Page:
People take selfies in front of the logo of Facebook parent company Meta on November 9, 2022 in Menlo Park, California. Meta will lay off more than 11,000 staff, the company said on Wednesday.
Liu Guanguan | China News Service | Getty Images
The seemingly breathless pace of layoffs across the tech sector may seem staggering. In November alone, the 76,835 layoffs were nearly double from October.
But the total number, year to date, is the second lowest on record, according to a report by Challenger, Gray & Christmas which has been tracking job cuts since 1993.
“When we’re looking at layoffs across the board, while we have seen an uptick from the historic low layoff [numbers] we’ve [had] the last two years, we’re not seeing huge mass layoff activity,” senior vice president Andrew Challenger recently told CNBC.
At CNBC’s CFO Council Summit earlier this month in Washington, D.C., KPMG chief economist Diane Swonk waved off concerns about the recent layoffs when she said, “I’m not worried about those [tech] workers not getting jobs pretty quickly.”
With skilled workers still in demand, a growing question is where all this tech talent ultimately lands — and how long it takes. One sector making a play for it: the federal government.
Kurt DelBene, chief information officer at the U.S. Department of Veterans Affairs, says he’s on a mission to hire the designers, engineers, and cyber talent that have been laid off by Meta, Google, Twitter and other tech firms shedding workers in the face of their own slowing growth and a tougher economic climate.
DelBene spent 30 years at Microsoft, including a stint as president of its Office division, before joining the VA earlier this year. He’s hoping to capitalize on the availability of laid-off tech talent by positioning the VA as a place where engineers and software designers can “really sink their teeth into designing and redesigning new systems” to make the agency a digital-first organization.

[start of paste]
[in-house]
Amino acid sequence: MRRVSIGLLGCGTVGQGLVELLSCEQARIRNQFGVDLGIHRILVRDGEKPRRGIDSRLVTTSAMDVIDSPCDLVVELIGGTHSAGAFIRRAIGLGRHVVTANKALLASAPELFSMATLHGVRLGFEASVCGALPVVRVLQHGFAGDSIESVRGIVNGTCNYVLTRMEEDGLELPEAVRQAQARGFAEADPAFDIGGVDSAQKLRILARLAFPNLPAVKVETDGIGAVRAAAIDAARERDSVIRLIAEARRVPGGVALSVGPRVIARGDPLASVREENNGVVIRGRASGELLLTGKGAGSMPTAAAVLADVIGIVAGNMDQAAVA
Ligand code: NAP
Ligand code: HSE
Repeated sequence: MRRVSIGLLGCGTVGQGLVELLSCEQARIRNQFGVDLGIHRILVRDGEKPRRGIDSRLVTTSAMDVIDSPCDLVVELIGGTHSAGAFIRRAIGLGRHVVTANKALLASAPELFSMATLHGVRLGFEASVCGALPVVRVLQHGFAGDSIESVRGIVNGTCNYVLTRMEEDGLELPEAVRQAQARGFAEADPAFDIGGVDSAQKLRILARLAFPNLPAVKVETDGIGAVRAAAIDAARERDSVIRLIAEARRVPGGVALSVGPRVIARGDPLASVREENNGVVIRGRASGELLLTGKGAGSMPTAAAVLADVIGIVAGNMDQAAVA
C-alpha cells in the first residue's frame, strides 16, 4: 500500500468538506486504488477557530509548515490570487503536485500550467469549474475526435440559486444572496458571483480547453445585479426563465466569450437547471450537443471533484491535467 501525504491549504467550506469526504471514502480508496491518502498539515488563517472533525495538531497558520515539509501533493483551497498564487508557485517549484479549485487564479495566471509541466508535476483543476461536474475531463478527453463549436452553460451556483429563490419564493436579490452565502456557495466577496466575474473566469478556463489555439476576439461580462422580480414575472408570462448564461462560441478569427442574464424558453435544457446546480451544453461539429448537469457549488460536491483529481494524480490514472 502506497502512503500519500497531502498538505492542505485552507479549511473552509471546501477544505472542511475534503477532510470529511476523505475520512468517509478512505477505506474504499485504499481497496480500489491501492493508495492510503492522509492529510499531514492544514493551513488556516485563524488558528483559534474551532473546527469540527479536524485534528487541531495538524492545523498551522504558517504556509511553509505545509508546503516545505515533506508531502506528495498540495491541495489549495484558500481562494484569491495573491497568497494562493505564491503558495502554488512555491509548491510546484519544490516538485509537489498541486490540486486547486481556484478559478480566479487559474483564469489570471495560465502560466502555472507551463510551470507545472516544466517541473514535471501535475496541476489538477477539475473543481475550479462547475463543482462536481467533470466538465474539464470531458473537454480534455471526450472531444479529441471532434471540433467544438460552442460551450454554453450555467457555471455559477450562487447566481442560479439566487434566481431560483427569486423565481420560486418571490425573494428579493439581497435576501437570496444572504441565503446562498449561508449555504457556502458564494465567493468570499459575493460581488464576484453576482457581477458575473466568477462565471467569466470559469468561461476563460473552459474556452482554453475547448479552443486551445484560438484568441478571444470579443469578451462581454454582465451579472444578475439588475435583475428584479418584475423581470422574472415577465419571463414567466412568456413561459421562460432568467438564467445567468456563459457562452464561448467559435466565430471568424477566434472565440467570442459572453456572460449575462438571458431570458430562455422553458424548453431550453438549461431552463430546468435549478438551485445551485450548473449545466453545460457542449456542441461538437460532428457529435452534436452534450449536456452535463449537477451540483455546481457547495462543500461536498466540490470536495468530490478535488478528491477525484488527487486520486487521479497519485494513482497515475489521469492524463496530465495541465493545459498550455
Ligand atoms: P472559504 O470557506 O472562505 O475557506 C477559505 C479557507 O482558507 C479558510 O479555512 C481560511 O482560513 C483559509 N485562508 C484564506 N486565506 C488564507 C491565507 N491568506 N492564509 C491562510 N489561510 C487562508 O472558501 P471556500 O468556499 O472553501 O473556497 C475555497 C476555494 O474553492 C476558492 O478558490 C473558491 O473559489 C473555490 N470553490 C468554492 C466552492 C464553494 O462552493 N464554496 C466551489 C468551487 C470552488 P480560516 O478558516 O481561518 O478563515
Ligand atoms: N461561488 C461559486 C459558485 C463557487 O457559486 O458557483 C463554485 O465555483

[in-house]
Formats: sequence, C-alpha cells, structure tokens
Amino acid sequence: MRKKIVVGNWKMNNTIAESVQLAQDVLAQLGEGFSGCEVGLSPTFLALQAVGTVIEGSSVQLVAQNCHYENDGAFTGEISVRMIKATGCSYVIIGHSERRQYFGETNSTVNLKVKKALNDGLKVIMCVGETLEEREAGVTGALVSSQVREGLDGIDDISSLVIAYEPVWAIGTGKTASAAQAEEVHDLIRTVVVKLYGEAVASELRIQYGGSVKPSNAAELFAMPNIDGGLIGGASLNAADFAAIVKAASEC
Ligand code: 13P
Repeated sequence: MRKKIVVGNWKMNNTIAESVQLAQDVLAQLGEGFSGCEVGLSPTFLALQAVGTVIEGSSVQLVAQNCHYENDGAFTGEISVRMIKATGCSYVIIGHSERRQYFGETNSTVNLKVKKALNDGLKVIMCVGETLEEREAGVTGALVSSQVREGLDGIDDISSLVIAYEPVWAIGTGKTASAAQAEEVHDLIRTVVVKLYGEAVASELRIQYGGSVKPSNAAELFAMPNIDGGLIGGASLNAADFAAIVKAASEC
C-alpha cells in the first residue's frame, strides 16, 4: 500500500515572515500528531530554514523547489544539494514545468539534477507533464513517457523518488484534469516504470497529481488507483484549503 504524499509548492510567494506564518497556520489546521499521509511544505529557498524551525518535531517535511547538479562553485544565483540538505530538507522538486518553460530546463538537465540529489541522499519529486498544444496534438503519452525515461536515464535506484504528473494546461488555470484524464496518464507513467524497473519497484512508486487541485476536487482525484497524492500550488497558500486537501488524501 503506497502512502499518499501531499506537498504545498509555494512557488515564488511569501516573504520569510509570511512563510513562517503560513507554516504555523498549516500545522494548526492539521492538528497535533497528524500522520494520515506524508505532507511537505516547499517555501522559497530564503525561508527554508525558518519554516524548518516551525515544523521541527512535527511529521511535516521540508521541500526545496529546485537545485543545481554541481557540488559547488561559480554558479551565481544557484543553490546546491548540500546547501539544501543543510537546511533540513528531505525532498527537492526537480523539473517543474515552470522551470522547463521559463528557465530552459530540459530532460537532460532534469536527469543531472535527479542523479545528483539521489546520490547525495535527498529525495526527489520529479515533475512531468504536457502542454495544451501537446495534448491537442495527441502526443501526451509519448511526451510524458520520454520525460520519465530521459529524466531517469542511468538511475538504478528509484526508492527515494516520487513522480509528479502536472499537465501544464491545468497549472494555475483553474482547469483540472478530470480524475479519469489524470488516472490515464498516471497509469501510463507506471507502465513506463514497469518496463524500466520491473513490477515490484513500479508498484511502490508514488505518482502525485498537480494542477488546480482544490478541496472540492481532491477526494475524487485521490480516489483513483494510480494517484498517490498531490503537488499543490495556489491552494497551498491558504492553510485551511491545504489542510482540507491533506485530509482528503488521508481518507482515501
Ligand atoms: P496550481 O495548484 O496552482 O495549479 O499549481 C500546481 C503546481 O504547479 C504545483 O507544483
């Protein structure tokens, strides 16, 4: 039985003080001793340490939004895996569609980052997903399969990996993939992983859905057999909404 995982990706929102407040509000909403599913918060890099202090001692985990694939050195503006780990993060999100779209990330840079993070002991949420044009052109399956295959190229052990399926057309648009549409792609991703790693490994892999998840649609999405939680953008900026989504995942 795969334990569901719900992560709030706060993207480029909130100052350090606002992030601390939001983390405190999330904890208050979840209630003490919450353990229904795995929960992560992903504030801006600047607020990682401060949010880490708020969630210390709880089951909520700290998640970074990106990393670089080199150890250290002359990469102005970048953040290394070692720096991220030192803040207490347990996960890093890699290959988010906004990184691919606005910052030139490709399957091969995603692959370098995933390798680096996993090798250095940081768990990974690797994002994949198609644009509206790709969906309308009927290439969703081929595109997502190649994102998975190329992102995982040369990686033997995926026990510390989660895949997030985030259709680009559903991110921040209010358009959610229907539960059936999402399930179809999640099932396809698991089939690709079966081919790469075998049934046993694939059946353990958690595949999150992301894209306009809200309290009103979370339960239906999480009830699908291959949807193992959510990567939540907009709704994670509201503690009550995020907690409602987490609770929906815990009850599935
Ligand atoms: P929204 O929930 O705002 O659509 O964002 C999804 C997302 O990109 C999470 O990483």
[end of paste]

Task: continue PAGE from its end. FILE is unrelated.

He’s also planning to lean on the history and mission of the VA itself.
“It’s one thing to build productivity software for individuals,” DelBene said. “It’s quite another to think about how your systems deliver healthcare benefits to veterans who have so selflessly given of themselves to defend our country.”
Of course, this isn’t the first time that the public sector has tried to woo tech talent from private companies. For decades there’s been a shortage of IT talent across the government thanks to lower pay and onerous hiring and security hurdles.
DelBene said he’s navigating around these challenges. On the salary front, he’s working to close about 60% of the pay gap that exists between IT jobs in the private sector and the federal government by building a special salary rate for IT professionals. He’s confident it will be approved by the Office of Personnel Management early next year.
He’s also looking to streamline the hiring process so that offers to the right candidates can be made more quickly. The goal over the next year is to bring about 1,000 new IT professionals into the VA. “I think I’ll be able to hire every qualified person that comes our way that we have a role for,” he adds. “I’d love to get to a point where the only openings I have are from natural attrition.”
That’s a lofty goal — and one that comes with a lot of competition. Most of the jobs in the tech sector that have been cut involve skills that are highly transferable, said Simone Petrella, CEO of CyberVista, a cybersecurity training and development company. Whether it’s a pure or related set of tech skills such as those in HR, recruiting, or marketing, these workers are being sought out by companies in healthcare, retail, manufacturing and finance, she said.
“This is an opportunity for those industries, that have traditionally lagged behind in digital transformation and cybersecurity, to hire talent at a level they may not have been able to before when the tech industry was gobbling them up,” Petrella said.